Saturday, June 13, 2009

Caregiver Fatigue Timeline

I was given a bad photocopy of this timeline a couple of months ago and finally was able to type up a nicer version. I've used it with several caregivers so far and it's been a great help each time. It's one thing to talk about the importance of self-care. It's another for a caregiver to have visual confirmation of where they're at and to also see what may lie ahead if they're not proactive now. Too often caregivers lose sight of themselves. Their whole world is wrapped around caring for their loved one. While there is great reward in caregiving, it takes a huge toll. I always advise family members to figure out (before they start caregiving!) how they are going to prioritize themselves. It's not asking for the moon. It's figuring out stress management skills, stealing just 15 minutes a day for themselves to read, nap, listen to music, and also lining up respite care through an agency, volunteers, or other family members. If a caregiver can do these things from the beginning, their health and emotional well-being is more likely to stay intact.



Caregiver Fatigue Timeline
Family Caregiver Support Project
Northwest Regional Council/Area Agency on Aging

1-18 Months
• Recognizes (and perhaps struggles with) the differences between providing long-term care (vs. acute care)
• Anxious to provide best possible care
• Manages the house, garden, car, shopping, bill paying, and cooking
• Attends to family relations
• “Keeps up appearances”
• Helps person with dementia through social situations
• Remains optimistic, caring, supportive
• Operates as “superwoman” or “superman”
• Attends to personal care
• If working, spends “vacation” time for caregiving

At 21 Months
• Begins to take medication, usually for sleep/headaches
• It becomes harder and harder to keep on top of things. The loved-one’s personal care needs intensify, adding new duties (for example trips to the doctor, medication management, etc.)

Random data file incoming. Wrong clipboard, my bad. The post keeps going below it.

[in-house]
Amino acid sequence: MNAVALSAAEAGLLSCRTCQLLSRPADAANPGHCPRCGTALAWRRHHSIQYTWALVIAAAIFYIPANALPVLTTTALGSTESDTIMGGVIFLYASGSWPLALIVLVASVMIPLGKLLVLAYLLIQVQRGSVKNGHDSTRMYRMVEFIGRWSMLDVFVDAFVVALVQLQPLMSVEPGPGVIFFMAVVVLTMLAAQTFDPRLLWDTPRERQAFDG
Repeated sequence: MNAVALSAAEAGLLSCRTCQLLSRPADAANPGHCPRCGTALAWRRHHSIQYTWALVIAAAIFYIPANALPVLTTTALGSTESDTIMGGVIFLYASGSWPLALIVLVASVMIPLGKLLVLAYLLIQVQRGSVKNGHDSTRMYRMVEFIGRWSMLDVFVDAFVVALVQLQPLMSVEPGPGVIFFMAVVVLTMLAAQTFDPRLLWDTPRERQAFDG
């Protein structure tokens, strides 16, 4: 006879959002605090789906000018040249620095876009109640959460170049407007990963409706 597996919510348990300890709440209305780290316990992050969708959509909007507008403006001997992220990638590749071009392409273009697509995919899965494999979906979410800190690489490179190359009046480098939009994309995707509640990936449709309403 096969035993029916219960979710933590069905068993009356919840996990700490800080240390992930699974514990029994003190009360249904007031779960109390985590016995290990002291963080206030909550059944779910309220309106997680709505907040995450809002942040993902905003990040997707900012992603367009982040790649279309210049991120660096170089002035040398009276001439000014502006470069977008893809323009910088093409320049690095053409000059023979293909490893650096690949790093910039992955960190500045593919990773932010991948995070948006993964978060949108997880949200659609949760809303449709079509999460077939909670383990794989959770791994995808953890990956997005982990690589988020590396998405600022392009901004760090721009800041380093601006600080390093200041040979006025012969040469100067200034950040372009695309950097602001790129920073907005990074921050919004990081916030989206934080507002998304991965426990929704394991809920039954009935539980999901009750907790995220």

• Some help from family still available
• Takes more time off from work

24-32 months
• Emotional and physical resources drained
• Less and less personal contact with own doctor, dentist, minister, friends
• Experiences feelings of powerlessness
• Caregiving consumes both day and night
• Outside help dwindles away
• If working, not able to attend training foradvancement and/or skips promotions

At 32 Months
• Stress becomes harder to conceal
• Caregiver begins taking tranquilizers
• Begins using medication for musculoskeletal pain
• Sleep is continually disturbed
• Caregiver becomes irritable
• Less and less contact with others
• If working, may scale back further on work hours or responsibilities

By 38 Months
• Caregiver feels unhealthy
• Finds it hard to get up
• Never feels rested
• May have hypertension/colitis
• Has symptoms of chronic fatigue
• Caregiver loses the will to take care of him/herself
• Is unable to manage the household
• Rarely socializes with others
• Feels helpless, guilty, a failure

After 50 Months
• Chronic state of fatigue
• Caregiver is in a state of “unwellness”
• Becomes isolated
• Is unwilling or unable to access resources for information or help

1 comment:

Silverwillow said...

The timeline post is excellent material. I'd love to share that with my team. Great article.